In summary, we find that adding boron slime, boric acid, and boron-iron concentrate could improve the strength and the metallurgical performance of sinter and reduce the low-temperature pulverulent ratio, which is conducive to the blast furnace. It is not difficult to find that boron oxide plays a very important role in the sintering process. However, existing researches mainly focus on the effect of boron oxide on the macroperformance of vanadium-titanium sinter. Studies on the influence of B2O3 on the sintering basic characteristics of mixed ore powders using vanadium-titanium fine powder as the main raw material are rarely reported. Especially the researches on the influence mechanism of B2O3 on the sintering basic characteristics of mixed ore powder of vanadium-titanium magnetite and hematite have not been reported so far.
Hence, in this work, according to the actual production of mineral types and proportions in southwest China. Experimental samples are mixed with VTM concentrate and Australian hematite powder with a specific mass ratio (8 : 2), and this particular mixture powder is called H-VTM. The effects of B2O3 content on the assimilation characteristics, melting temperature, liquidity of liquid phase, compressive strength, and microstructure changes are studied. The influences of different B2O3 contents on the sintering basic characteristics of H-VTM sintering samples are obtained. The mechanism of B2O3 affecting the sintering process of vanadium-titanium magnetite and hematite is also clarified. Meanwhile, it is possible to find a new method for the recycling of B2O3 in boron-containing solid wastes.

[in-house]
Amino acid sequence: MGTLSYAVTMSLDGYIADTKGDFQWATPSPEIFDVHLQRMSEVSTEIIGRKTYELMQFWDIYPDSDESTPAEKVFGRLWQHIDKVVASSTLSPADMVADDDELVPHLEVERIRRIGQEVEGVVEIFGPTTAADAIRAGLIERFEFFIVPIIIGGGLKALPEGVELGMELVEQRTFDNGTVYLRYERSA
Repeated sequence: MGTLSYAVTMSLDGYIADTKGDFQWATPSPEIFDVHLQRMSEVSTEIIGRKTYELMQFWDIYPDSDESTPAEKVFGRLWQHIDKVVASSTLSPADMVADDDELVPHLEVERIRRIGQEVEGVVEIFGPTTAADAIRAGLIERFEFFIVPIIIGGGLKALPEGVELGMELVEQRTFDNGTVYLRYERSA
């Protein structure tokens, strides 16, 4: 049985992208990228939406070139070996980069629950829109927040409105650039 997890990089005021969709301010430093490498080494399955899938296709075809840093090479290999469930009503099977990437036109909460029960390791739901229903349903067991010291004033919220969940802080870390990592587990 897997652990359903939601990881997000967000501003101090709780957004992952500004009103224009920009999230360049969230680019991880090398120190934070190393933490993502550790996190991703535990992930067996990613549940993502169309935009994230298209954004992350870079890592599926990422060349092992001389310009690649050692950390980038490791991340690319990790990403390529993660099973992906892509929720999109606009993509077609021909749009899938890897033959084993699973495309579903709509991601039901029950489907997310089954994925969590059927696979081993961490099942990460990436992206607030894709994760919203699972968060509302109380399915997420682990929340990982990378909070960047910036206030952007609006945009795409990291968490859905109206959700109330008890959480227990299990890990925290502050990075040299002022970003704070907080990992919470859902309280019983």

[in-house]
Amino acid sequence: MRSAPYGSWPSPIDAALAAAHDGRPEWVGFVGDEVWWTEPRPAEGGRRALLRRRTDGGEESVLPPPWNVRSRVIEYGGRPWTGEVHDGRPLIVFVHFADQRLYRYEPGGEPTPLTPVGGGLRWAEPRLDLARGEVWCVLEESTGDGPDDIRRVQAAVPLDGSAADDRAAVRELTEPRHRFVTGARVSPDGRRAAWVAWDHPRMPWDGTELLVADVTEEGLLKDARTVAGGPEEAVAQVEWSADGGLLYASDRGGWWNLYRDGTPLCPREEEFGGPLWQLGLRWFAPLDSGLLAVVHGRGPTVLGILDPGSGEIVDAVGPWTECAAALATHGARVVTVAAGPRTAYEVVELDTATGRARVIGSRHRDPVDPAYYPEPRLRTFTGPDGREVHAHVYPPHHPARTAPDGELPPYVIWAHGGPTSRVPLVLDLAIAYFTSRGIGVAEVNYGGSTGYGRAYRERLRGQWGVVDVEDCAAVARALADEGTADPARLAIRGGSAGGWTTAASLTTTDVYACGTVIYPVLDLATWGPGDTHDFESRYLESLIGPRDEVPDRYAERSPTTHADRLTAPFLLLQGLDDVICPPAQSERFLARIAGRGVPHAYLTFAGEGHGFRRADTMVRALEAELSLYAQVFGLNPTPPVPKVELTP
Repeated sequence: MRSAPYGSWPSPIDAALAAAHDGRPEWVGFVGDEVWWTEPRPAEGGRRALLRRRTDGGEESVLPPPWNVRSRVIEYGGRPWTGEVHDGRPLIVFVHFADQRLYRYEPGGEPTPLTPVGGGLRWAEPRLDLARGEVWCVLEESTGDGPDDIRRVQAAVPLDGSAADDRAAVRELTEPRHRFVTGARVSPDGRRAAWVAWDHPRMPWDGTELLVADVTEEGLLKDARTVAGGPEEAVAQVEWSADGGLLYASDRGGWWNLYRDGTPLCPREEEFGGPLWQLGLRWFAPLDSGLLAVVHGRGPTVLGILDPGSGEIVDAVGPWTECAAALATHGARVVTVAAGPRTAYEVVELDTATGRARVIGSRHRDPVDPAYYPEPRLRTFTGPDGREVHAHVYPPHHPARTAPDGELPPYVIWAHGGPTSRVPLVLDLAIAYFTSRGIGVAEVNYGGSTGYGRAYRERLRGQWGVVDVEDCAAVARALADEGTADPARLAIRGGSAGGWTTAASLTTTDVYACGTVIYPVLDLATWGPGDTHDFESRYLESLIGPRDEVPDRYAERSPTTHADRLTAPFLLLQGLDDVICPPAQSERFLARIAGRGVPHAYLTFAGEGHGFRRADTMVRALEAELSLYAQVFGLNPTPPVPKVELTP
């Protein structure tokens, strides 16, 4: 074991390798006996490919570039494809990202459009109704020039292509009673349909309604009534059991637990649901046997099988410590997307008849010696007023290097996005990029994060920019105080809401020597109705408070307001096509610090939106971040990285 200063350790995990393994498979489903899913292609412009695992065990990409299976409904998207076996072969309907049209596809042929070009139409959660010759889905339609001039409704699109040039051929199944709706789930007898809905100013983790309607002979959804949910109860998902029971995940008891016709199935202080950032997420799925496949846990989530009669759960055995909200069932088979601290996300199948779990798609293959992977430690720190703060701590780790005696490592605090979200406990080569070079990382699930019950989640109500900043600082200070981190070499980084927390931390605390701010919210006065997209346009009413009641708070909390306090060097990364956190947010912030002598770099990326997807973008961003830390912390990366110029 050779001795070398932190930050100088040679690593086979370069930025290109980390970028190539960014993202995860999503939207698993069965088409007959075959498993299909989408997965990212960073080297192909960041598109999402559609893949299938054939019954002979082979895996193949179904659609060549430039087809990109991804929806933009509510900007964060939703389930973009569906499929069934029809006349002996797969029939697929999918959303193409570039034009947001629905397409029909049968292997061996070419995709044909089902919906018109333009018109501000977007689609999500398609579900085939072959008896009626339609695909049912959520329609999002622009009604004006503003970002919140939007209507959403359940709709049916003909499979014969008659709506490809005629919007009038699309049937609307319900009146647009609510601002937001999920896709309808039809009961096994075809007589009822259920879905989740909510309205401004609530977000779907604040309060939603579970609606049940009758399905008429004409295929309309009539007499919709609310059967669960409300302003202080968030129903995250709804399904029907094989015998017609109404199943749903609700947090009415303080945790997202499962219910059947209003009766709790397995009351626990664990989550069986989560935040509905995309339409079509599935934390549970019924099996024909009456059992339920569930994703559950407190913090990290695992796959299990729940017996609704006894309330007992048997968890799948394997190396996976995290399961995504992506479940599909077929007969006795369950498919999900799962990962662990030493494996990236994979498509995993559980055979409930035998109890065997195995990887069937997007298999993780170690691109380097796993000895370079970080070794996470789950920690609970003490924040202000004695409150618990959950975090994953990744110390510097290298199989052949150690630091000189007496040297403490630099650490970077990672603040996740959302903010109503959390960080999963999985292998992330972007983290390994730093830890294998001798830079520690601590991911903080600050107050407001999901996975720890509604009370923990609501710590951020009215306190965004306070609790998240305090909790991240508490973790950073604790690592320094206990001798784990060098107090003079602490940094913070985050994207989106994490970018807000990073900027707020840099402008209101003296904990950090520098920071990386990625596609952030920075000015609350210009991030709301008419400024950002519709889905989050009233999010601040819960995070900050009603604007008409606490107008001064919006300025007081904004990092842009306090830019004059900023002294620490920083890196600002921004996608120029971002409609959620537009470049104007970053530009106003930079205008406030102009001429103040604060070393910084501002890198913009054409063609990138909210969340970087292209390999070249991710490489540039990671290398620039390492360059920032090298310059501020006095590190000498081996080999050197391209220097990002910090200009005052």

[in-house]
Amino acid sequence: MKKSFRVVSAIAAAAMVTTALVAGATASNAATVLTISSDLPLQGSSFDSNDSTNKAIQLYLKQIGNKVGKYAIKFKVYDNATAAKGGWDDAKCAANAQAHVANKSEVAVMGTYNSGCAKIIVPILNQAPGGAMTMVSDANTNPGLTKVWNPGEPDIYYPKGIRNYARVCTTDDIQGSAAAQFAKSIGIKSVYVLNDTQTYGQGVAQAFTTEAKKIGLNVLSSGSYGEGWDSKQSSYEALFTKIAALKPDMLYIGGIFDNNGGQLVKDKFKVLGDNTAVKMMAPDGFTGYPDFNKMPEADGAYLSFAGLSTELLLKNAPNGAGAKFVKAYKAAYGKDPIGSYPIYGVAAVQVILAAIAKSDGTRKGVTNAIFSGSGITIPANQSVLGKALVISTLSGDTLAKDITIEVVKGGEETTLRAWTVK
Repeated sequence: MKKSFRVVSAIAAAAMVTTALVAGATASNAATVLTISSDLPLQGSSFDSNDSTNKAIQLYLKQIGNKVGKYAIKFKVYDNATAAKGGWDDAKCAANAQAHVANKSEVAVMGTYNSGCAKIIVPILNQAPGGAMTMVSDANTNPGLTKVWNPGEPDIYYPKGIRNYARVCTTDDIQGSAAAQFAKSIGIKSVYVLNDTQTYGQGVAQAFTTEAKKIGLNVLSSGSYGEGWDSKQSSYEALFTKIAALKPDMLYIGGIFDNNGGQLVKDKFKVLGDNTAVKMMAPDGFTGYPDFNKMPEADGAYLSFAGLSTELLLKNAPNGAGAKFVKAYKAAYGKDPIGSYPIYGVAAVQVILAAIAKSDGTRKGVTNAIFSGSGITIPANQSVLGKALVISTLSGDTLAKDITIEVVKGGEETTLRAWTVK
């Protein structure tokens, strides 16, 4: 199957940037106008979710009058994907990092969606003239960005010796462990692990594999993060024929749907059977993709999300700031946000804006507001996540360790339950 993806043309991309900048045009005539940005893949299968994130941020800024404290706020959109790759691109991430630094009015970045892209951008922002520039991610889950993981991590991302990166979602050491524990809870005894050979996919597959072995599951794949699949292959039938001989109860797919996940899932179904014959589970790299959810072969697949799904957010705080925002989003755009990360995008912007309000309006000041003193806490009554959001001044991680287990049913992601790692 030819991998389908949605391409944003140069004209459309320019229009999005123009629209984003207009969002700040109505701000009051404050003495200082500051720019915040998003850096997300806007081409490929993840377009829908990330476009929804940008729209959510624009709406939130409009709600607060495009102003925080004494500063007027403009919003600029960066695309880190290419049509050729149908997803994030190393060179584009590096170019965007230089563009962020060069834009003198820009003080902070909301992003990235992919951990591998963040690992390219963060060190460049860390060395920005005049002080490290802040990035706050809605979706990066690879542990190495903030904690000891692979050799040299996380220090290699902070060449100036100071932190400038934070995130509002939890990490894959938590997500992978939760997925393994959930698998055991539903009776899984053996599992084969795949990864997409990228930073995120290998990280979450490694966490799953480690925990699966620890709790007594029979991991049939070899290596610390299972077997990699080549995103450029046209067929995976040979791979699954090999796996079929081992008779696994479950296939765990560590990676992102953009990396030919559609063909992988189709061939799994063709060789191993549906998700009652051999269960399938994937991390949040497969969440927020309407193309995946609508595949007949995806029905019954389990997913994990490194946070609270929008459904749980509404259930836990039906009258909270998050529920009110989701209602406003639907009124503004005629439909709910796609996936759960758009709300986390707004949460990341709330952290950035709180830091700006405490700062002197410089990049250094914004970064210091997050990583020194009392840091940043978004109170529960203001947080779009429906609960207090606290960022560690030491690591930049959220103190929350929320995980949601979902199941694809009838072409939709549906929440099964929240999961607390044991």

2. Materials and Methods
2.1. Raw Materials
The chemical composition of the sintered raw material is shown in Table 1. Based on actual production situation, the mixed mineral powder used in this study composes of hematite powder and vanadium-titanium magnetite powder with a mass ratio of 2 : 8. The particle size of hematite powder and vanadium-titanium magnetite powder is both less than 74 μm. All the other reagents used in the experiments are of analytical grade.
2.2.1. Assimilation Characteristics